Firstly, I must knowledge the work published by Chris Napier & Richard Willy as their article has inspired most on the content within this blog. It is a confusing time to be a runner when buying running shoes because over recent decades, new paradigms continue to surface. Minimalist footwear is one of the most popular fads on the market, with motion-control, carbon plate & maximalist trends working their way into the running community. While researchers try to catch up to this advertising frenzy, how can we choose the best running shoe?
Avoiding the shoe buying trap!
When we buy running shoes, we are mainly asking ourselves three things. Firstly, are they comfortable. Secondly, will they reduce the likelihood of injury and lastly, will it help with running performance. However, trying to get to these answers is often misleading. This is because shoe stores want you to buy more, and they are not regulated by research-backed industries. This will give them permission to circulate misguided fads and catchy advertisement ploys. While conclusive literature takes a long time to emerge, here is what we do know.
“There remains a lack of conclusive evidence to support traditional shoe prescription to prevent running-related injuries”.
There is also no evidence to support one shoe type based on your foot shape. This is an important topic because a common experience when buying shoes in a shoe store is walking on a treadmill or a pressure-pad, placing you into flat, neutral or high arch category and then selecting an allocated shoe. Not only is there no evidence to support this process, but several publications actually contradict these belief.
Why change shoes?
There should be 3 reasons to buy new shoes:
- Your current shoes are getting old: I believe you shouldn’t base this decision on mileage. Instead, ask yourself a few questions. Are your shoes starting to become uncomfortable? Is there significant deterioration of the sole? And are the old shoes starting to change my running bio-mechanics? Marketing ploys to change your shoes every 6 months or every 500km is a gross estimation without factoring in key information like strike pattern, ground reaction force and running surface.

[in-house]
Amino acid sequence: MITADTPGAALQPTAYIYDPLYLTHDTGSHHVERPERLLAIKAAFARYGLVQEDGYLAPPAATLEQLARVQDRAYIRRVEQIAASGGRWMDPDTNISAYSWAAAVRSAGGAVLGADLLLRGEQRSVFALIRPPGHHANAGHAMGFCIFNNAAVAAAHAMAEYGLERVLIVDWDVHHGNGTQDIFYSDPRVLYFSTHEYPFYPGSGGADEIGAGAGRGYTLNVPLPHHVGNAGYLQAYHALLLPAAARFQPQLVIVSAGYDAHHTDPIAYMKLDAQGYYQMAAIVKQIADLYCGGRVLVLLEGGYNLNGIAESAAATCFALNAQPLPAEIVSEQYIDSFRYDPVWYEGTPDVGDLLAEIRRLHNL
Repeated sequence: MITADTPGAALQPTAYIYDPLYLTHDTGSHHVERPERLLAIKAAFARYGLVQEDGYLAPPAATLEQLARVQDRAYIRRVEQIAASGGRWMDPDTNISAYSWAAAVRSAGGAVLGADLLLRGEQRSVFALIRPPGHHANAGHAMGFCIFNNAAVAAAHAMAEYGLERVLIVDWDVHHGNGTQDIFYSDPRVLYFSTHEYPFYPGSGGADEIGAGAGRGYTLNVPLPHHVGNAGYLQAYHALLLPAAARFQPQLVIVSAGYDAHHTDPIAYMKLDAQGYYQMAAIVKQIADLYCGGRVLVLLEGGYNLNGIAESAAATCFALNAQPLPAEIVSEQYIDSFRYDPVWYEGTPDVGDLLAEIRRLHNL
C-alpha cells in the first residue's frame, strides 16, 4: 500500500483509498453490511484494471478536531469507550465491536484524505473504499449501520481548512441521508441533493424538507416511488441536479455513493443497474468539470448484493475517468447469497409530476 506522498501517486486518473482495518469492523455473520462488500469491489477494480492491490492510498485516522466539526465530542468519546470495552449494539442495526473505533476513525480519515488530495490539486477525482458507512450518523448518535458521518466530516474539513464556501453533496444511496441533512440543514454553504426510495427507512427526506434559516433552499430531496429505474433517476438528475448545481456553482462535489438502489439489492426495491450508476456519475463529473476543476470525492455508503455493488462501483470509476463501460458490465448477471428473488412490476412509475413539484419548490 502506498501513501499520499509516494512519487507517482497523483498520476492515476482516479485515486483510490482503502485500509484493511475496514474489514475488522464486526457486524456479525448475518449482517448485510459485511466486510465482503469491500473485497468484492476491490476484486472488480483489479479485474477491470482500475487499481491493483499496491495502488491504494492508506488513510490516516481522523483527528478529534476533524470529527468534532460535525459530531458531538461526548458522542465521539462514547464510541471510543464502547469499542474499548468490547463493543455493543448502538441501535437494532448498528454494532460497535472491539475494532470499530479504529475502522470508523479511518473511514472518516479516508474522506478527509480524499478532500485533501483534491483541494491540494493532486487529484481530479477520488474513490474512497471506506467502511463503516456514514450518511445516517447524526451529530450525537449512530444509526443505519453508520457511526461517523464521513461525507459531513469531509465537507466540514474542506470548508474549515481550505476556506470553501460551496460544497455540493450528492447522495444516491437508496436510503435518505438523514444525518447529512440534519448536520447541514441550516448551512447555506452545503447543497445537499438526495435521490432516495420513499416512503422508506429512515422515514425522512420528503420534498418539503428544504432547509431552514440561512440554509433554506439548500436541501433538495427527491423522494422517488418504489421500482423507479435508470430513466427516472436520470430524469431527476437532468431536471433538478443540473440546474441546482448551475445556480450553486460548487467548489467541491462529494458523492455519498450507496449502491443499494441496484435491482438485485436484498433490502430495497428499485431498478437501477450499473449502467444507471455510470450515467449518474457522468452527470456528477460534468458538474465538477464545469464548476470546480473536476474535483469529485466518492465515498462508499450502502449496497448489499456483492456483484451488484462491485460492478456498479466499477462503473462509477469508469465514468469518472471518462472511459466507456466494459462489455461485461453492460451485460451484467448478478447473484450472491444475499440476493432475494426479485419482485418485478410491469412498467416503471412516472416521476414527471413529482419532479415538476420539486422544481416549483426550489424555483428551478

- To increase performance: Research has shown that lighter shoes improve running economy. This will generally (but not always) sacrifice stability and shoe support, so a careful transition into different types of shoes requires professional guidance.
- To change running bio-mechanics: For instance, minimalist shoes are suggested to increase running cadence, alter strike pattern and reduce vertical loading rates. On the other hand, a larger heel drop and support will off-load the calf complex. This adjustment and shoe selection requires professional guidance.
Buying running shoes: Conclusion
When it comes to reducing running injuries, choosing one shoe over another is just as reliable as choosing a red shoe over a blue shoe. If you would like to reduce your risk of running injury, then gait retraining and a well-planned running program from a professional is the best option. If you are still deciding on which shoe to buy, then choose the shoe that feels the most comfortable.
Relevant Podcast Episodes:
- Is there a right & wrong running shoe? With JF Esculier
- Using shoes as tools to overcome injury? Matt Klein
- Is a Carbon Fibre Shoe Right for Me? with Simon Bartold